The Baltimore City Council moved a series of bills related to funding the huge Port Covington redevelopment tonight. All three were passed to third reader, one step from final passage, which is planned for next Monday, but one of them had to be pried from the hands of Councilman Carl Stokes of the 12th District, who abruptly adjourned a meeting last week of the committee he chairs in order to give the council more time to study the deal.
"We were handicapped in that there was not an independent, third party analysis of the numbers" in the 600-page agreement between Sagamore Development Corporation, the developer of the proposed multi-billion dollar mixed-use community and corporate headquarters, and the city, Stokes said as he introduced the first of the three bills. "All three bills, I support," he added.
The deal will cause Baltimore taxpayers to pledge some $660 million to build new infrastructure on the site through Tax Increment Financing. The bonds will be paid back via tax revenues from the newly-valuable development. A side deal, called a "community benefits agreement," has taken up most of the negotiation in the project.
Last month the developer announced that it had reached an arrangement to inject more than $30 million into the six city neighborhoods bordering the new development. Advocates for affordable housing demanded more of that, even though the city's ordinances let the developer off the hook. Last week a new deal was announced with a claimed value of $135 million, including a pledge to hire 30 percent of the construction workforce from the city, to pay them more than $23 an hour in pay and benefits, to set up job training, micro-loans, investment deals for minority-owned businesses—basically anything you could think of gets a $10 million slug of promises.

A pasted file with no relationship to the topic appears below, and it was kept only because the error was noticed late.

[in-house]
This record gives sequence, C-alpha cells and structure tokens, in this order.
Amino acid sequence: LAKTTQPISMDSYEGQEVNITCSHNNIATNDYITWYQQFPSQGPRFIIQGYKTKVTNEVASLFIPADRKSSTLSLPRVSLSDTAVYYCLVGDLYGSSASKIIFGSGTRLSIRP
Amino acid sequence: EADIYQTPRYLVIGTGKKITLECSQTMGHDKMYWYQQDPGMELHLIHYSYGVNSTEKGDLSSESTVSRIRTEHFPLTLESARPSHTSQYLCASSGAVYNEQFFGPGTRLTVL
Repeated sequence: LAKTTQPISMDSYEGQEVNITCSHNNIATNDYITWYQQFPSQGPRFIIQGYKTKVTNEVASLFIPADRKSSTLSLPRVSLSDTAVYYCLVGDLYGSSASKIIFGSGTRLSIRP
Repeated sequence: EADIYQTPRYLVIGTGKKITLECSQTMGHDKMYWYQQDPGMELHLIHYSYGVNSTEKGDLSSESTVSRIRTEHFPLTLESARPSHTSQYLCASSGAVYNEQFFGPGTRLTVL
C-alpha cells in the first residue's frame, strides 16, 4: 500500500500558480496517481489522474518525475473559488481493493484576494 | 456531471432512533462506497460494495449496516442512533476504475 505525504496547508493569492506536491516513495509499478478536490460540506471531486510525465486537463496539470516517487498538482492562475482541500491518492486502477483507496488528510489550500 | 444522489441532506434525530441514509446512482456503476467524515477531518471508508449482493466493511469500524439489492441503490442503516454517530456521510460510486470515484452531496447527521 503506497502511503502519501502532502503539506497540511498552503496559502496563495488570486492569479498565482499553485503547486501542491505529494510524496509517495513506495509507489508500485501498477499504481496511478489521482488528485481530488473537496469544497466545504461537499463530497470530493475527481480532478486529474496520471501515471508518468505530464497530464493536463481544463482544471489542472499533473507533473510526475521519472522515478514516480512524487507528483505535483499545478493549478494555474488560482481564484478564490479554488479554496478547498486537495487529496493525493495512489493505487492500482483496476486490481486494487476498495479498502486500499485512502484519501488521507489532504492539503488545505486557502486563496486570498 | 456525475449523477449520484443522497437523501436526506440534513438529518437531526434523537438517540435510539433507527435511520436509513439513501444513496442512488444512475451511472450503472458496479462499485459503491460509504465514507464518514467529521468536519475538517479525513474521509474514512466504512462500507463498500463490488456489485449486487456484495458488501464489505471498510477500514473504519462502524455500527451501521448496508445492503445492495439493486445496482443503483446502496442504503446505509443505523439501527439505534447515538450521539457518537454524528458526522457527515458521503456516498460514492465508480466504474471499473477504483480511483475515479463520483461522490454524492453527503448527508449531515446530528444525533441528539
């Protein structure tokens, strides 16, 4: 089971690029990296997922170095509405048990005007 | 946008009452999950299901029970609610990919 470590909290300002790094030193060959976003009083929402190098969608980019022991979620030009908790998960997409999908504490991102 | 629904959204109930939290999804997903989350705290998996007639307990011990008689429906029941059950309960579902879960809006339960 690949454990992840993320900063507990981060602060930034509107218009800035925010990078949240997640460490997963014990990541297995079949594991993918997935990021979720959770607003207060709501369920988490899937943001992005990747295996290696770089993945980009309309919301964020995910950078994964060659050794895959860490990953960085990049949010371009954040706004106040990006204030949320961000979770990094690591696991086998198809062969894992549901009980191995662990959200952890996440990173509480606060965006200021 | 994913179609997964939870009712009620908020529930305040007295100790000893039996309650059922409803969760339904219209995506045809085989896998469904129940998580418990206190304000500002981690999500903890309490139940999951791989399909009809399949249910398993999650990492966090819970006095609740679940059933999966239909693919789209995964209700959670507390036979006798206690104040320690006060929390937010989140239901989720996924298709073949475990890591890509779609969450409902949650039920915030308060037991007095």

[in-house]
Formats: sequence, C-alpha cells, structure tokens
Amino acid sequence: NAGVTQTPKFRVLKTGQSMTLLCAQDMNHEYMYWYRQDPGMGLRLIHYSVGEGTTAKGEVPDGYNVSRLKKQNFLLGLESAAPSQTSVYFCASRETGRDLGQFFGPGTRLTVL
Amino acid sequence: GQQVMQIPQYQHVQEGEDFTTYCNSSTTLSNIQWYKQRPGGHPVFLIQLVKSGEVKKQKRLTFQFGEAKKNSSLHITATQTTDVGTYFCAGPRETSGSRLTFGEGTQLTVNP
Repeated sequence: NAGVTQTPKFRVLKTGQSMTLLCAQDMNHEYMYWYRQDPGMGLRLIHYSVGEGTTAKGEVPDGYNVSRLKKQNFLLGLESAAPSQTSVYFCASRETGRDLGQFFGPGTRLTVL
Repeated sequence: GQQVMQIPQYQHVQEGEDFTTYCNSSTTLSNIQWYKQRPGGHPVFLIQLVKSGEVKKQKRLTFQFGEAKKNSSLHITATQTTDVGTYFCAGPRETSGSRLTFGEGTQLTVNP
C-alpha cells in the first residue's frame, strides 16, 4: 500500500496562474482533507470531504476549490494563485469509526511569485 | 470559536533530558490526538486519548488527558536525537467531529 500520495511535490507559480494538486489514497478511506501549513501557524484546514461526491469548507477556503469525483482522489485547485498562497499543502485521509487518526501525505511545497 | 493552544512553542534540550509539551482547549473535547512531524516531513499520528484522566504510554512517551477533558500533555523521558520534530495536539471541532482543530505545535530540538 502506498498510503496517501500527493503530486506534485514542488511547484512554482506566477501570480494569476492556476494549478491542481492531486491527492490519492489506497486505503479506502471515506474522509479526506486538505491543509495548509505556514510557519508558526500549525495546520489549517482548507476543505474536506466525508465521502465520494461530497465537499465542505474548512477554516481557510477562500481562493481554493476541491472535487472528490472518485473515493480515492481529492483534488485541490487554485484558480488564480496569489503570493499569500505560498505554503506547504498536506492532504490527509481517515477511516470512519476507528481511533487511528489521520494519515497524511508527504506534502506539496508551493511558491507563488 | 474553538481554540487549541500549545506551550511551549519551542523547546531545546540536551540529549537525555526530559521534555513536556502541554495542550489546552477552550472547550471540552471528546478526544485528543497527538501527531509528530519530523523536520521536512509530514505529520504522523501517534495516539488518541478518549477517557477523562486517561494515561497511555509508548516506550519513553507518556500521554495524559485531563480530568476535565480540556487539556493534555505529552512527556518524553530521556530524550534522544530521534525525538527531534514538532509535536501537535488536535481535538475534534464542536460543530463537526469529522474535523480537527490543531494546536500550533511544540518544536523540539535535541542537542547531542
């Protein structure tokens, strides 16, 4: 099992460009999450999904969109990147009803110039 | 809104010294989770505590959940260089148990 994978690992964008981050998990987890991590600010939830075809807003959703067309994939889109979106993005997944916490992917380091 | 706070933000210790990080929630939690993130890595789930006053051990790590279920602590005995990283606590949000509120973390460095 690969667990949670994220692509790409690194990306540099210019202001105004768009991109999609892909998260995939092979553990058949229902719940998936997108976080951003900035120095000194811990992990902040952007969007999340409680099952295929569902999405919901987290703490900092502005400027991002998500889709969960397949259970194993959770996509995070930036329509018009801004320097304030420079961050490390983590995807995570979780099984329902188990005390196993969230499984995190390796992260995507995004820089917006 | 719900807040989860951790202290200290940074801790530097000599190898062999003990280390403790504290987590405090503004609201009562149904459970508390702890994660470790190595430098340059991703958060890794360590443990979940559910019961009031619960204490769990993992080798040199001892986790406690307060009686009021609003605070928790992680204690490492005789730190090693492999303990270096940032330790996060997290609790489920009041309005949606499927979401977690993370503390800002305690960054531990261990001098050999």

The company promises that 20 percent of the planned housing units will be "affordable" and that 60 percent of those 20 percent will be built in Port Covington, with the rest off-site. At least 10 percent of the the affordable housing will be available to people earning no more than 30 percent of the area median income—about $25,000 for a family of four.
In a speech before the voting, Stokes took credit for the deal, saying his obstinacy and threats to delay this and other bills have made Baltimore better.
But most of the rest of the council was ready to move on. When Councilwoman Mary Pat Clarke (14th District) tried to amend one of the bills to guarantee "labor peace" and "prevailing wages"—a federal pay formula for construction workers that is supposed to be at or near parity with union workers—Council President Bernard C. "Jack" Young ruled her out of order and called for the vote.
Councilman Eric Costello (11th District) then petitioned the third and final Port Covington bill out of Stokes' committee and called for a vote on that. "It flies in the face of our commitment to the citizens of Baltimore," Stokes protested in a speech. "We have a system that works well because we know each council member can't spend all their time on hundreds of bills."
He then voted "yes."
The vote was 12-0, with Clarke, Branch and Henry abstaining.